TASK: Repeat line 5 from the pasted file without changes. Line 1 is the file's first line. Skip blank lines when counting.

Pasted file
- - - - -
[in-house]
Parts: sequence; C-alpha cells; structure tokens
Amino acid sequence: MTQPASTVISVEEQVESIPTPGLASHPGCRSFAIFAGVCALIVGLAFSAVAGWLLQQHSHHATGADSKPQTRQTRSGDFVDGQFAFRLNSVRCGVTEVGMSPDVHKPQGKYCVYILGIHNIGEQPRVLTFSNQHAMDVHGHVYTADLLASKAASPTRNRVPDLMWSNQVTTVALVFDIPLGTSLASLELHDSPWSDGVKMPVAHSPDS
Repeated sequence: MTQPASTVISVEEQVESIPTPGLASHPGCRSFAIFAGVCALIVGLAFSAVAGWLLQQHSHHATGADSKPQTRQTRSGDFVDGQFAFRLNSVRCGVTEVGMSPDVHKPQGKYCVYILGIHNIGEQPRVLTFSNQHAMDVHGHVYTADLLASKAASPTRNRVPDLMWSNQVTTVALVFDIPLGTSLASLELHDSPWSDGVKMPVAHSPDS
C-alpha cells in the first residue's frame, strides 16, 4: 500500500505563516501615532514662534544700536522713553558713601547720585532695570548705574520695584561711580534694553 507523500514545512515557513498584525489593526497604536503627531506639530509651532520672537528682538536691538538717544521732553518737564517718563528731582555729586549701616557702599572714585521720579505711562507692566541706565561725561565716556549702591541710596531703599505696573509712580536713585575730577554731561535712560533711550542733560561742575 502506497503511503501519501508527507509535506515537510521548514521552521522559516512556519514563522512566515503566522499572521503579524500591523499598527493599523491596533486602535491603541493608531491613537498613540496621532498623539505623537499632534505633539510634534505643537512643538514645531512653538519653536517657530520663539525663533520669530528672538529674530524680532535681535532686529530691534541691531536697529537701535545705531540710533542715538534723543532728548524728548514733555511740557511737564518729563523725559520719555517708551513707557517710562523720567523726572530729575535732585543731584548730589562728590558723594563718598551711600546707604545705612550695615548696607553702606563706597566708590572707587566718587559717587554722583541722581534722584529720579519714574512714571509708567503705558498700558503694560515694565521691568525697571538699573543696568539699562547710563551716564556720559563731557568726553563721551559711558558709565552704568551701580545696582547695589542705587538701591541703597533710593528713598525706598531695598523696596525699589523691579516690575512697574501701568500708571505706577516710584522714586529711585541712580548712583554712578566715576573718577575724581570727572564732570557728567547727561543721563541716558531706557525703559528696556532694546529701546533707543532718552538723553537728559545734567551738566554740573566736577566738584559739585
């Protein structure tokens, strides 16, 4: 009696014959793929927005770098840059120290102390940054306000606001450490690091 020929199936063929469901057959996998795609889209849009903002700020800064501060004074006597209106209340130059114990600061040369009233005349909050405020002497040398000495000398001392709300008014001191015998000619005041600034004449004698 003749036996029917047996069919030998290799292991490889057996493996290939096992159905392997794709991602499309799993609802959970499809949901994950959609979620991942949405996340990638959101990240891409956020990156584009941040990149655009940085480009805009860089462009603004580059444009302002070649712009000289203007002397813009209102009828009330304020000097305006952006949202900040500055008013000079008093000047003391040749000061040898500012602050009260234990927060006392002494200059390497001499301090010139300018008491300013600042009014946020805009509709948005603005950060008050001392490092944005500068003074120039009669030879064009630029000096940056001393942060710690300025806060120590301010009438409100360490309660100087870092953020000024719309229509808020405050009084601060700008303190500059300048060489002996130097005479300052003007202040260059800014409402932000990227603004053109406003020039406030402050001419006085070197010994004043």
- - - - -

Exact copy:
C-alpha cells in the first residue's frame, strides 16, 4: 500500500505563516501615532514662534544700536522713553558713601547720585532695570548705574520695584561711580534694553 507523500514545512515557513498584525489593526497604536503627531506639530509651532520672537528682538536691538538717544521732553518737564517718563528731582555729586549701616557702599572714585521720579505711562507692566541706565561725561565716556549702591541710596531703599505696573509712580536713585575730577554731561535712560533711550542733560561742575 502506497503511503501519501508527507509535506515537510521548514521552521522559516512556519514563522512566515503566522499572521503579524500591523499598527493599523491596533486602535491603541493608531491613537498613540496621532498623539505623537499632534505633539510634534505643537512643538514645531512653538519653536517657530520663539525663533520669530528672538529674530524680532535681535532686529530691534541691531536697529537701535545705531540710533542715538534723543532728548524728548514733555511740557511737564518729563523725559520719555517708551513707557517710562523720567523726572530729575535732585543731584548730589562728590558723594563718598551711600546707604545705612550695615548696607553702606563706597566708590572707587566718587559717587554722583541722581534722584529720579519714574512714571509708567503705558498700558503694560515694565521691568525697571538699573543696568539699562547710563551716564556720559563731557568726553563721551559711558558709565552704568551701580545696582547695589542705587538701591541703597533710593528713598525706598531695598523696596525699589523691579516690575512697574501701568500708571505706577516710584522714586529711585541712580548712583554712578566715576573718577575724581570727572564732570557728567547727561543721563541716558531706557525703559528696556532694546529701546533707543532718552538723553537728559545734567551738566554740573566736577566738584559739585